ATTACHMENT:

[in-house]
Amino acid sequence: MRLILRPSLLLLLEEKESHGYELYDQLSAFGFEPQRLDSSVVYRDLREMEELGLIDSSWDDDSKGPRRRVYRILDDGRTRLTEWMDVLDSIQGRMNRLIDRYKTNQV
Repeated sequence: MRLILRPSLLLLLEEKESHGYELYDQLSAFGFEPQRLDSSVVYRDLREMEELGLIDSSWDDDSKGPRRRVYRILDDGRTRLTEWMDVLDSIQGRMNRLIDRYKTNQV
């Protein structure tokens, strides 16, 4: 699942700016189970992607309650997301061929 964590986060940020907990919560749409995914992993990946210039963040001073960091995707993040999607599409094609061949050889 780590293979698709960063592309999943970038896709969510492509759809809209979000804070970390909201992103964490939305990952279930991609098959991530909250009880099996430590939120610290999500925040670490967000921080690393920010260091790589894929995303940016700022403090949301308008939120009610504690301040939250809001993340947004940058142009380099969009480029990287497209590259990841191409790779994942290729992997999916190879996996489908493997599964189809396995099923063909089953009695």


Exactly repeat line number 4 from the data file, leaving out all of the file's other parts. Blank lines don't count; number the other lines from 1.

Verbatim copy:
């Protein structure tokens, strides 16, 4: 699942700016189970992607309650997301061929 964590986060940020907990919560749409995914992993990946210039963040001073960091995707993040999607599409094609061949050889 780590293979698709960063592309999943970038896709969510492509759809809209979000804070970390909201992103964490939305990952279930991609098959991530909250009880099996430590939120610290999500925040670490967000921080690393920010260091790589894929995303940016700022403090949301308008939120009610504690301040939250809001993340947004940058142009380099969009480029990287497209590259990841191409790779994942290729992997999916190879996996489908493997599964189809396995099923063909089953009695």